Posted on 11th March 2019
Our Safer Neighbourhood Teams in South Derbyshire have recently dealt with several incidents involving dogs. These vary from dogs being loose and causing issues in the community, to worrying livestock or attacking other dogs.
As such, PCSO Kerry Wallington-Waite from the South Rural Crime Team has put together some information for dog owners which is intended to reduce the number of dog-related incidents.
She says, “Below is some helpful guidance around responsible dog ownership.”
- Please keep your dog under control at all times when you are out and about, this may mean keeping it on a lead, but not always. Remember, not everyone likes dogs; a dog is not under proper control if it can run over to over dogs and people without responding to commands or recall.
- Some people keep their dogs on a lead for a reason and another dog running over to it could exacerbate a situation. Likewise, do not pet a dog you do not know, without the owner’s permission, as some dogs may be nervous of strangers and react accordingly.
- A dog being dangerously out of control is a criminal offence. A dog is regarded as being out of control if there are grounds for reasonable apprehension that it will injure any person, regardless of whether or not it actually does so.
PCSO Wallington-Waite continues, “Given the rural nature of parts of our county, dog walkers often access land where livestock is grazing. This is allowed on public rights of way, as long as the dog is on a lead or under close control.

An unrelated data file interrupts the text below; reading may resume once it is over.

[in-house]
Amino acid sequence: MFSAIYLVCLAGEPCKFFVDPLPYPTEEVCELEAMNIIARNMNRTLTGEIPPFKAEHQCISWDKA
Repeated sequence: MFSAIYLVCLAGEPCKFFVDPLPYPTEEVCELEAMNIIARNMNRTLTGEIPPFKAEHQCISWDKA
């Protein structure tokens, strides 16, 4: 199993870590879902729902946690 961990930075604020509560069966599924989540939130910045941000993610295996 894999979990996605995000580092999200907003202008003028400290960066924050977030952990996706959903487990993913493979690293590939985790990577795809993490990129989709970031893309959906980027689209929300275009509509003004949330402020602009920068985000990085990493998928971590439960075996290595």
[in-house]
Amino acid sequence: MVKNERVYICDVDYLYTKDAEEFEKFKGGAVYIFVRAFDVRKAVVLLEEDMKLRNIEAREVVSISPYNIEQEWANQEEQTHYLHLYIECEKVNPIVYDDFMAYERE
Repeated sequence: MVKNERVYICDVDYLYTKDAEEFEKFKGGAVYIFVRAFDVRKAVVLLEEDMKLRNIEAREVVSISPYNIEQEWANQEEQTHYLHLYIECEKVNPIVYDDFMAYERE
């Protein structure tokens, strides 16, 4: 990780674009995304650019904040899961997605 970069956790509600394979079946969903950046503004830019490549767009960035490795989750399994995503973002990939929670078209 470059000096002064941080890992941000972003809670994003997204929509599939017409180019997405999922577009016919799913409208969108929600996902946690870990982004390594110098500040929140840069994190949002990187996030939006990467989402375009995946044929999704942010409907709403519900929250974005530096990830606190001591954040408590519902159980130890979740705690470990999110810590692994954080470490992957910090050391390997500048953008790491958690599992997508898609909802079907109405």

“However, at certain times of year, extra care should be taken when crossing farm land as livestock may be nursing their young. Livestock worrying is an offence and the following points should help to clarify the law around dogs and livestock.”
- Worrying livestock means attacking livestock, or chasing livestock in such a way as may reasonably be expected to cause injury or suffering to the livestock or, in the case of females, loss of their young.
- If a dog worries livestock on any agricultural land, the owner of the dog, and, if it is in the charge of a person other than its owner, that person also, shall be guilty of an offence.
- Keep dogs on leads when near livestock. Make sure their collar and harness fit well, and that you stick to any footpaths or rights of way.
She offers one final piece of advice, regardless of where dogs are walked:
“Every time you dog fouls, bag the mess and bin it. If no bin is available, take the bag home and dispose of it there. Dog mess can be harmful to other wildlife. It is every dog owner’s duty to clean up after their dog - there are no excuses – and failure to do so may result in a fine.”
If you want any further information or advice, or if you have any concerns around livestock worrying, please contact your local Safer Neighbourhood Team via 101.